In conjunction with our upcoming Digital Inclusion project, this blog looks at the ‘Digital Divide’ in the UK and its impact on wellbeing during the Covid-19 crisis and the third lockdown.
When the country first entered into lockdown last Spring it quickly became clear that these changes would have a major impact.
While essential for protecting public health during the crisis, it was clear that this ‘new normal’ would have significant consequences for all of us.
The impact on our wellbeing was always going to be substantial.
Now, that we have entered a third national lockdown these questions are as pressing as ever.
For many, this has meant stress and anxiety as people try to protect their health, bear the economic consequences of the pandemic, and deal with large levels of uncertainty.
For many people who live alone or apart from family, and even for those who don’t, this can be immensely challenging. Social isolation has become an even more significant problem than ever before.
In April, under the first lockdown, around 24% of adults said they were experiencing loneliness. The new lockdown means that similar conditions are present now. In the long-term this can lead to serious mental health problems including depression, anxiety and high levels of stress.
Communication through applications such as FaceTime, WhatsApp and Zoom and participation in online events and activities can be a way of addressing feelings of isolation in the lockdown.
It is important to recognise that this is an imperfect substitute for in-person social contact. However, during the lockdown period, this remains a helpful substitute for the many people who can’t see friends or family.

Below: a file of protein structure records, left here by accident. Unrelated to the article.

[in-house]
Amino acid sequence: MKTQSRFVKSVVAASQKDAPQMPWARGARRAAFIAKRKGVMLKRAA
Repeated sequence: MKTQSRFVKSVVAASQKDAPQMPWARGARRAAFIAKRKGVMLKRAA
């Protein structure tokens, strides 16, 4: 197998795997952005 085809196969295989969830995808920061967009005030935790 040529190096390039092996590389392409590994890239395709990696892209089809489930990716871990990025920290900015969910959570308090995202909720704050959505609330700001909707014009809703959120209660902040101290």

Our Digital Inclusion project recognises that not everybody has access to this kind of substitute.
Around one in ten people in the country do not regularly use the internet, out of a combination of personal choice, lack of experience with digital technology or lack of access. Ofcom have highlighted that one in twenty people live somewhere where they don’t have access to fast broadband, often meaning it is hard to communicate via video calls or similar technology. According to the Office for National Statistics, 4% of households do not have access to the internet. This figure rises to 20% among households where at least one adult is over 65.
According to the University of Cambridge, only 51% of those households on very low incomes - with incomes between £6,000 and £10,000 a year - have access to the internet. This has often been described as a ‘digital divide’.
With schools closed to most children and university students largely learning from their family's homes, many pupils, students and parents will be feeling the impact of this 'digital divide'.
According to the Children's Commissioner, at least 1.14 million children do not have access to a computer, laptop or table. Over half a million laptops and tablets were handed out to schools last year to help remedy this problem, with an additional 100,000 handed out in the last week. However, it remains that many children do not have access to the internet - while others do not have access to a fast enough connection to easily participate in online learning.
In Chinese communities in London, we have seen the significant impact lack of access to digital communication can have in the lockdown. People have been left with little social contact and this can have a profound impact on their wellbeing, leading to loneliness and worry. While we certainly recognise that the new lockdown is necessary, we are aware of the need to deal with its negative side effects.
Our Contribution to the Community
Since last spring, we have emphasised the need to give people virtual access to services and support during the lockdown. And we have put that belief into practice, transforming our services and establishing a new online platform.
However, we have seen the impact lack of access to the internet, limited technological know-how and poor quality connection can have - including on many people most at risk.
This is why we are currently developing a project on Digital Inclusion to play our part in tackling these issues head on.
Photo credit: Flickr/Nicolas Winspeare.